He was able to do that his next time out on Friday, July 13. He worked an inning and a third, retiring all four batters that he faced while striking out one to earn his fifth save of the season in Lynchburg’s win over the Carolina Mudcats.

His goal is the Major Leagues. Siri gives former Potomac National Juan Soto as an example. In Potomac’s first visit to Lynchburg City Stadium this season, Soto had just been promoted from Low-A Hagerstown. Several weeks later he was in the Majors and looks to stay.

When Siri is called on to come out of the bullpen, the Hillcats play a short video they have made featuring Siri. You may have noticed his surname is spelled the same as the virtual voice on your iPhone or other Apple device.

The short, humorous video has a number of players pondering questions, like who starred in a particular movie. Siri pops up in the background and answers his teammates’ question, before they can pick up their smart phones and ask the virtual Siri.

His early season success earned him a trip to the Carolina League All-Star game in Zebulon, North Carolina, his third such honor.

“It’s not like going to the Majors,” said Siri about going to the High-A All-Star Game. “It’s just for the league, and you still have to do the same thing you do every day.”

In Zebulon, he got to pitch a single inning for the North squad, following teammate and fellow All-Star Sam Hentges. He earned a hold, striking out one of the three batters that he faced, but the North would go on to lose this year’s exhibition contest.

When he is not working hard at mastering the craft of pitching, he spends time in the gym working to get stronger and improve his endurance.

With the long baseball season, Siri will continue to work with his teammates and coaches to improve his performance and get that opportunity to move up to the next level in the organization, keeping his sights focused on a chance to play in the Major Leagues.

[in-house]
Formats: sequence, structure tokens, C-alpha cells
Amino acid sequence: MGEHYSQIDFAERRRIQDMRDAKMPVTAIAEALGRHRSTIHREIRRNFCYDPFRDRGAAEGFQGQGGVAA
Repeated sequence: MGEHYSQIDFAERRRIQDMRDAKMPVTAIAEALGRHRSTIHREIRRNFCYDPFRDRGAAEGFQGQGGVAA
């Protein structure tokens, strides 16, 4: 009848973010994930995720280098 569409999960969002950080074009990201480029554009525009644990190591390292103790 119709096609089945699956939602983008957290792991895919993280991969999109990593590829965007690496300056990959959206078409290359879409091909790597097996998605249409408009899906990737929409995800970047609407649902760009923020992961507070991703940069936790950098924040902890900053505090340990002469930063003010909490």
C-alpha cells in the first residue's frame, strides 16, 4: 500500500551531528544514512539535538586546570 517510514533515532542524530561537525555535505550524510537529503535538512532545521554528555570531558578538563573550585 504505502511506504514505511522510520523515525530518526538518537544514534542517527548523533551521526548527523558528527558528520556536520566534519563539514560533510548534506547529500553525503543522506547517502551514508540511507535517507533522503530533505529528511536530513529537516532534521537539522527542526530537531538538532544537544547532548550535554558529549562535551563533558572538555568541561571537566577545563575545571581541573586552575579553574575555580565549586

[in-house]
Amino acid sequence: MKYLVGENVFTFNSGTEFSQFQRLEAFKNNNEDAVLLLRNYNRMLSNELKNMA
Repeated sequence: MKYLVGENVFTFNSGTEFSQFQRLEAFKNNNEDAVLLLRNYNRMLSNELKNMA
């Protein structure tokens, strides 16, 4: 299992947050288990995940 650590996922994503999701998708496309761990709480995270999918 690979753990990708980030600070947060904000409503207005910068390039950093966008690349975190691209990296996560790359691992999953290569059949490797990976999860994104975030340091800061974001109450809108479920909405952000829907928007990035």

David Freier was born in Brooklyn New York in 1966 less than a decade after the Dodgers had departed the very same borough. His first professional baseball game was at Yankee stadium and to this day he and his father still argue over who started for the Orioles that day (his father says Mike Cuellar, while he insists it was Jim Palmer). Being a lover of underdogs he naturally became a Mets fan. He grew up in Montclair New Jersey which had the advantage of being home to two baseball legends, Yogi Berra and Larry Doby, as well as having a local college which regularly held baseball card conventions that fed his baseball card hobby. While attending college at the University of Richmond he and some of his friends attended a Richmond Braves game in the then (1985) brand new Diamond stadium, and now home to the Richmond Flying Squirrels. This began what has become a passion for the minor leagues of baseball. During his 10 years as a Richmond resident he and his future wife developed an affinity for the Braves, especially when Richmond fan favorite Francisco Cabrera scored the winning run to knock the Pirates from contention and vault the Braves into the World Series of 1991. During extensive travels he has rooted for the Minnesota Twins, Minneapolis Loons, St. Paul Saints, Iowa Cubs, Philadelphia Phillies, Erie Sea Wolves, Berkshire Bears and of course the Lynchburg Hillcats. To date he has visited over 110 different baseball parks in which he has seen a game. He joined the Society for American Baseball Research in 2000 and has been a member ever since, where he participates on the Biographical and Minor Leagues committees when time permits. In his day job he is an Associate Professor of Biomedical Science at Lynchburg College in Virginia.